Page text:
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  1. #1
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    Been a while... resuming work on publication on BP morphs

    Hello everyone!

    I posted here a while ago as I was working on a paper in herpetology, specifically requiring me to categorize and come up with unambiguous, precise descriptions of single-gene mutations in Python regius, and I got a lot of helpful information. While research carried me to other areas in the time since then, I have resumed working on this paper as there is a bountiful field of research that this publication would open up, into the precise genetic mechanisms determining color and pattern in snakes. The key issue right now is ensuring our dataset is as accurate as possible, ensuring we have no duplicates of the same morph, only including morphs that are legitimately distinct from the wildtype and possess a demonstrable inheritance pattern, as any statistical tests done on the data will not hold up if the data is inaccurate.

    So, I have come here in the hopes that there might be some experienced people who could help me answer some specific, targeted questions regarding several ball python morphs. I have included an image showing our description of the wildtype phenotype, as it shows the terminology we are using across all descriptions for the sake of consistency (the idea is that a description we write should be good enough for someone who has never seen the morph to be able to identify it - much like how a species description should be sufficient for a field biologist to identify a specimen). Any help is very greatly appreciated!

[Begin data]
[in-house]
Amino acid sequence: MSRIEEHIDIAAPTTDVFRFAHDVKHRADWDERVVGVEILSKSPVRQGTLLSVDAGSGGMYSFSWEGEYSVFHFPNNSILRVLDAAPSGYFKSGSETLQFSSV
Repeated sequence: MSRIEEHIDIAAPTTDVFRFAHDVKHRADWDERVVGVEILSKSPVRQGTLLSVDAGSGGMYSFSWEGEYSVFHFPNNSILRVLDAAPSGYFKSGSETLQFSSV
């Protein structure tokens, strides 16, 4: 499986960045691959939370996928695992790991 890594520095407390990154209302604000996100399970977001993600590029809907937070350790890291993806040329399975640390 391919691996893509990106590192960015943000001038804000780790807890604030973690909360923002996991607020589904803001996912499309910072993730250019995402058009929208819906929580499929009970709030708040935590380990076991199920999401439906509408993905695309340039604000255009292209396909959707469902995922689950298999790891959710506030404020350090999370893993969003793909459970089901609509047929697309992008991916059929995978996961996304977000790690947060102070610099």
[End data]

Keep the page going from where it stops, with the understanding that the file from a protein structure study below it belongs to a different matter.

Wildtype description:
    https://www.dropbox.com/s/xxbvxogh0w...dtype.jpg?dl=0

    Anyways, here are the morphs we are currently wrestling with, and the specific things we are needing to know:
    Lori: Based on the above description of the wildtype, how would you describe/characterize the heterozygote and homozygote forms of this mutation? I had trouble even identifying the heterozygote, and the homozygote seems to have such an aberrant pattern that I am not exactly sure where to start.

    Axanthic
    : I know that there are multiple different genes related to this phenotype - TSK, Markus Jayne, VPI, and Jolliff. However, one thing I am not clear on is whether or not Black Axanthic is the same as any of the aforementioned genes, or if it is instead its own strain of axanthic. Is Black Axanthic just another name for VPI axanthic? Also, any notes on ventral coloration in axanthics would be very helpful. Also, has anyone ever managed to produce offspring from a double het. pairing? I'd be curious to see if any double homozygotes for two axanthic genes have been produced.

    Bengal:
    My professor is unable to really tell exactly how this morph is distinct from the wildtype based on photos of homozygotes that I have shown to him. Is it a legitimate morph, or just a line-bred thing that is far more subtle? If the latter, I will exclude it from the dataset. If it really is a legitimate mutation, any demonstrations of exactly how it differs from the wildtype would be very helpful.